Other Safety Features
To Design Or Retrofit Into
Aside from the recently released
OSHA final rule, there are other perennial
features required to meet safety standards
and to make your facility’s roof as safe
Guardrails Around Hatchways
Hatchways on your rooftop require
guardrails on all open sides and an access
gate that automatically closes. This
ensures a worker doesn’t back into an
open hole if the hatchway is left ajar. This
standard applies to ship stairs and existing
hatchways as well, so it’s critical to retrofit
guardrails accordingly if you don’t already
have them in place.
If the idea of puncturing holes into
the roof of your existing facility sounds
unsettling, there are other less “invasive”
options available. For example, some
manufacturers produce guardrail systems
that can be installed at the roof edge or
that use weighted plates to secure the
guardrails rather than drilling them into
If you are designing a parapet along a
new roof’s edge, don’t stop at two or three
feet. Parapets should be at least 39 inches
in height to meet fall protection standards.
Ensuring you have a tall enough parapet is
an easy way to eliminate other safety risks
in the future.
Roof Walkway Pads
Installing walkway pads on a facility’s
roof is a common practice, but it serves
more than one purpose. These rubber mats
designate safe walkways to guide workers
on the roof and keep them a safe distance
from the roof’s edge.
Not only do walkway pads improve
safety, they also can protect the surface
of your roof. The roof membrane has
insulation beneath it that can be worn
down and softened over time due to foot
traffic. Walkway pads can extend the life
of your roof and save you money and
headaches in the future.
Permanent anchorage systems
Roof anchor systems are becoming more
prevalent, especially among more safety-conscious, industry-leading companies.
These systems involve installing permanent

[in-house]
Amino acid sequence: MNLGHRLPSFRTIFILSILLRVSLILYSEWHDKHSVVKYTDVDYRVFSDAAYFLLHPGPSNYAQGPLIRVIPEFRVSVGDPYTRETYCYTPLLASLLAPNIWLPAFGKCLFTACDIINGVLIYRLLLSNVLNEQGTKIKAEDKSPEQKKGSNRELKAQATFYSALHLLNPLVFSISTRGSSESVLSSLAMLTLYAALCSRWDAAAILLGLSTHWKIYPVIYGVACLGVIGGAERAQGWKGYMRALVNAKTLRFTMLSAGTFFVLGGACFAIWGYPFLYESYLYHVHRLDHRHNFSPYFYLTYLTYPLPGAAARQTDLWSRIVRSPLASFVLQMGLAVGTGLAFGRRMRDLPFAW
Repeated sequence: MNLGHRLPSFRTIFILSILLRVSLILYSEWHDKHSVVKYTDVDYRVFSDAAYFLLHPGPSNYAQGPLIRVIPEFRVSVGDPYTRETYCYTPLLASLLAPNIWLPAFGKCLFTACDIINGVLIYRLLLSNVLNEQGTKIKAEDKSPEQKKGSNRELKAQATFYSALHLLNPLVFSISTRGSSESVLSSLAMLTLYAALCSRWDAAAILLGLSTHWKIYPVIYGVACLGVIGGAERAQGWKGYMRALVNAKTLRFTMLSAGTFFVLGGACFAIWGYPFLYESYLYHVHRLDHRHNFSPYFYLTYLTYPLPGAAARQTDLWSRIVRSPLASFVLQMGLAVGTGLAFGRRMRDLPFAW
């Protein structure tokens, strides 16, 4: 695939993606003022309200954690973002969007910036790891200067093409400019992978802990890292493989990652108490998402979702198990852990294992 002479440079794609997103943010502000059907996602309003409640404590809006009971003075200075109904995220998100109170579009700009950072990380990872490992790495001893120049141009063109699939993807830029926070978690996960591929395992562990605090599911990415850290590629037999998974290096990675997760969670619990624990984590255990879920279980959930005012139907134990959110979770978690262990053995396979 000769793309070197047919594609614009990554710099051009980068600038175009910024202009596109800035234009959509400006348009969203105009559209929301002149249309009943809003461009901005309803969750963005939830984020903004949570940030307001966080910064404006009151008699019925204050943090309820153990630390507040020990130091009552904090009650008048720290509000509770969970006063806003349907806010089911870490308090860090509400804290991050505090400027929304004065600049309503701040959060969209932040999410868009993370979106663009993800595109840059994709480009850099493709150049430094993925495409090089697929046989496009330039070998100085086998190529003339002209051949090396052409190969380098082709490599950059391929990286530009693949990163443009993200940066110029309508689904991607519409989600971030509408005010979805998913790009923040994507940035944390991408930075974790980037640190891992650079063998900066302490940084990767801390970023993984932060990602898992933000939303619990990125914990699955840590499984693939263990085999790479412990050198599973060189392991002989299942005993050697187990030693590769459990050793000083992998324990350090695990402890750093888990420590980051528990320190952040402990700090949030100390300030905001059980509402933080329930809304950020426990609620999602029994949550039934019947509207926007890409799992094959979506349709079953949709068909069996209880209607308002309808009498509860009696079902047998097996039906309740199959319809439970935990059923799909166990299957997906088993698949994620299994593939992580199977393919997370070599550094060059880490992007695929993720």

roof anchors at various intervals around
the roof perimeter that are used to connect
lanyards, lifelines and other forms of tie-off to restrain a worker from reaching the
edge of the roof, or,
in the event of a fall,
provide a fall arrest
allows workers to move
freely about the roof
without the risks of
falling because they’re
clipped into a secure
anchor point. Installing
these systems requires
an investment, but
for owners who are
committed to safety for
their plant and workers,
it’s worth the cost.
where piping, electrical
infrastructure are located
can sometimes get
overlooked until engineers or maintenance
workers need to access them. It’s crucial
that these spaces meet safety standards
and aren’t cluttered so that workers can
have a clear exit route in the event of an
emergency like a fire or ammonia leak.
Although these spaces are not normally
occupied work spaces, they are often
designed to meet OSHA standards.
However, they can become cluttered or
neglected once the building is turned
over to the owner. I recommend making a
routine audit of those spaces and ensuring
they’re not being used as a storage
“shortcut” but are kept clean and clear.
Safety is every owner’s responsibility,
both inside and outside a food
manufacturing plant. Rejecting the facility
safety double standard can save you
money and a public relations nightmare —
but more importantly it can save a life.
Phil Hinrichs is the Vice President of Risk
Management at Stellar.
Food safety precautions get a lot of attention
because owners (rightfully) fear product
contamination and highly publicized recalls, but
what about the risks outside your building?
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Midwestern Industries, Inc.
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